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9 million votes cast during Canada’s 2015 election “effectively didn’t matter”

Remind us why Canada is still using an outdated 19th century electoral system?

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Remind us why Canada is still using an outdated 19th century electoral system?

Canada’s first-past-the-post electoral system has been around since before the light bulb was invented, and it kinda shows, with over half of all Canadian voters in the 2015 election finding themselves left in the dark.

According to a new report on electoral reform from the Broadbent Institute, nine million out of the 17.5 million votes cast during the last election “effectively didn’t matter” thanks to Canada’s out-of-date first-past-the-post electoral system.

That’s a number of votes so large it’s equal to the entire populations of Alberta, Saskatchewan, Manitoba and all the Maritime provinces combined – and those “wasted” votes cut across all party lines.

Conservative voters were the biggest losers under first-past-the-post, with over 2.8 million wasted votes during the 2015 election.

And although the Liberals won a majority government, over 2.3 million Liberal votes did not count. The NDP, meanwhile, saw 2.5 million wasted votes and 565,863 of the Green Party’s 602,944 votes were also in vain: 

wastedvotes-2015.png

How does this happen?

Under the first-past-the-post system, people in each riding cast votes for the candidate of their choice.

Each riding’s representative is selected on a winner-takes-all basis, even if the majority of voters in the riding supported somebody else.

In concrete terms, a majority of voters in 205 of Canada’s 338 ridings marked an X for a candidate who did not win. Here is what that looks like according to the current House of Commons seating chart: 

Parliament_in_2015.png

When you add it all up, what you get is a Parliament that does not accurately represent how the electorate really voted.

In 2015, the Liberals won a majority government with 184 seats (or 54% of Parliament’s 338 seats) even though they only received 39.5% of the vote.

Every other party received a share of the seats that was less than their actual share of the popular vote:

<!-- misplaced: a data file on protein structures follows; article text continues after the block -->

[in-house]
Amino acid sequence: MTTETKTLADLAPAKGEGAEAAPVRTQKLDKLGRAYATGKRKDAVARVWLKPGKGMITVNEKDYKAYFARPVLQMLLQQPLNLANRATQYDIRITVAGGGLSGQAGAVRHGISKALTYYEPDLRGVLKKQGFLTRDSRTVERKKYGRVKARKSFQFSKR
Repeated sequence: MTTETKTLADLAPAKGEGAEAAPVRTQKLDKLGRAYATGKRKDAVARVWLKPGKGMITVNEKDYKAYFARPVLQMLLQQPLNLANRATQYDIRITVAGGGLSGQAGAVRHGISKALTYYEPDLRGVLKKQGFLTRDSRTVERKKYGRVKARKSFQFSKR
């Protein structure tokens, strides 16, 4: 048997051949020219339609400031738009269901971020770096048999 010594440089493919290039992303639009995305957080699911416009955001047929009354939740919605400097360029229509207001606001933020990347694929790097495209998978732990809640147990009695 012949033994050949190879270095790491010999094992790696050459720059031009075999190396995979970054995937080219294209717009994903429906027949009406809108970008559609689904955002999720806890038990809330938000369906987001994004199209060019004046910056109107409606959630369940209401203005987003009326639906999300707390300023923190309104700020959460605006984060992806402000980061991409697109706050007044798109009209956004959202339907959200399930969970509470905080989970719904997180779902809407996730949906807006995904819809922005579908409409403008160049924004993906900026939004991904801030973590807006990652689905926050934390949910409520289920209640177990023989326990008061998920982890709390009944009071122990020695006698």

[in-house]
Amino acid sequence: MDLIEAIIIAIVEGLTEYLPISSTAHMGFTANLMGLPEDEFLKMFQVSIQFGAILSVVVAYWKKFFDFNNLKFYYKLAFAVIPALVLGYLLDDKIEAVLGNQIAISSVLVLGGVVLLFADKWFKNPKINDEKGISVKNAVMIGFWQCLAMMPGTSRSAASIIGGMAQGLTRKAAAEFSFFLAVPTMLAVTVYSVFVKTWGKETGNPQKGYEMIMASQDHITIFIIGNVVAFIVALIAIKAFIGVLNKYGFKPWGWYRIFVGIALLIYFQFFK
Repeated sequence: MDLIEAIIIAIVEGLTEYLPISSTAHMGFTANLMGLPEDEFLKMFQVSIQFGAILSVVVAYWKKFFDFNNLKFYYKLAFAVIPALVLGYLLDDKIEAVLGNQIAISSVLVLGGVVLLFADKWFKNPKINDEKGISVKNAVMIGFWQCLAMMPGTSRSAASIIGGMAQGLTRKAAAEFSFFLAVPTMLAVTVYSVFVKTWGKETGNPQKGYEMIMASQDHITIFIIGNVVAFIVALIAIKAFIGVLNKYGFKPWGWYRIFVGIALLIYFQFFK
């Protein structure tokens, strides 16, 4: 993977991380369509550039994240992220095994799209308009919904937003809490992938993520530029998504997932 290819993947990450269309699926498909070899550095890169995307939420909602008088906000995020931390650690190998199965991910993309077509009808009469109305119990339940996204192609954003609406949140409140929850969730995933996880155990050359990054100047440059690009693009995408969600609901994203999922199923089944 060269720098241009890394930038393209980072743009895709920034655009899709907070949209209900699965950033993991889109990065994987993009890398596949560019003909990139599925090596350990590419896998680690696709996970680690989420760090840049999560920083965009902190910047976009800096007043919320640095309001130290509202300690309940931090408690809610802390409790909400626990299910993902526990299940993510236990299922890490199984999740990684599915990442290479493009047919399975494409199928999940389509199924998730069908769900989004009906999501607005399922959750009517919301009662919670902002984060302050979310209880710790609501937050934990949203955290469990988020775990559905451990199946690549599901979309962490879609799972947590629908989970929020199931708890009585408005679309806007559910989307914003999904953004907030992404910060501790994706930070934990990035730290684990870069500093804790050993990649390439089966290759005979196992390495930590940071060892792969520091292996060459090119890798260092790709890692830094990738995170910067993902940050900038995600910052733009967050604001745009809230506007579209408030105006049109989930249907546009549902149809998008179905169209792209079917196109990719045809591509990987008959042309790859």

popvote-seats-2015.png

But this is no fluke of the 2015 election.

“False majorities” are a recurring problem with the first-past-the-post system. As the Broadbent Institute report points out:

“Our FPTP system does a bad job at translating the votes of Canadians into a distribution of seats that matches the preferences of voters. Instead, it produces distorted outcomes, perverse incentives, and wasted votes. It’s unfair, it’s unrepresentative of certain populations, and it contributes to disengagement.”

Since the end of the First World War, 14 of Canada’s 18 majority governments have seen the winning party form government even though they did not receive a majority of the popular vote.

False_majorities.png

And 2015 was far from the most distorted outcome.

Although first-past-the-post has produced many strange outcomes, the 1993 federal election might be the weirdest, with Jean Chretien’s Liberals forming a majority government with 41% of the vote and 177 seats.

The Progressive Conservatives, who had previously been in government, were reduced to two seats despite winning 16% of the vote and the Bloc Quebecois became Official Opposition with 54 seats, despite receiving 13.5% of the vote.

Poor Preston Manning – Manning’s Reform Party was was three seats shy of becoming Official Opposition, even though they received 18.7% of the vote, which is 5.2% votes more than the Bloc Quebecois received.

Photo: Ankakay. Used under Creative Commons license.

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